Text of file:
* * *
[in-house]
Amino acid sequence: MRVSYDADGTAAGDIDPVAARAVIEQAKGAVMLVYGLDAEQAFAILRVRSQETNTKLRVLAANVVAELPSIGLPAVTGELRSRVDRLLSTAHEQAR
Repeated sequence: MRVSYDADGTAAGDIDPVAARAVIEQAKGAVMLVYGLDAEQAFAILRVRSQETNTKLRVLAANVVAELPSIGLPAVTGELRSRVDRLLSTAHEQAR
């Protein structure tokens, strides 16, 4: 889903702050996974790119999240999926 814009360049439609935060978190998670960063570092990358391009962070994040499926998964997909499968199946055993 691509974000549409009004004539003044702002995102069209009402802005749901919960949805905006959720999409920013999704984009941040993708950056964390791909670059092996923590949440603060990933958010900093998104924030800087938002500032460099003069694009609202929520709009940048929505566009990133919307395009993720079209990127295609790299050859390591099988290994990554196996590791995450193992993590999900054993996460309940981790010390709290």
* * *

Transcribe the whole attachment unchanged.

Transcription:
[in-house]
Amino acid sequence: MRVSYDADGTAAGDIDPVAARAVIEQAKGAVMLVYGLDAEQAFAILRVRSQETNTKLRVLAANVVAELPSIGLPAVTGELRSRVDRLLSTAHEQAR
Repeated sequence: MRVSYDADGTAAGDIDPVAARAVIEQAKGAVMLVYGLDAEQAFAILRVRSQETNTKLRVLAANVVAELPSIGLPAVTGELRSRVDRLLSTAHEQAR
């Protein structure tokens, strides 16, 4: 889903702050996974790119999240999926 814009360049439609935060978190998670960063570092990358391009962070994040499926998964997909499968199946055993 691509974000549409009004004539003044702002995102069209009402802005749901919960949805905006959720999409920013999704984009941040993708950056964390791909670059092996923590949440603060990933958010900093998104924030800087938002500032460099003069694009609202929520709009940048929505566009990133919307395009993720079209990127295609790299050859390591099988290994990554196996590791995450193992993590999900054993996460309940981790010390709290």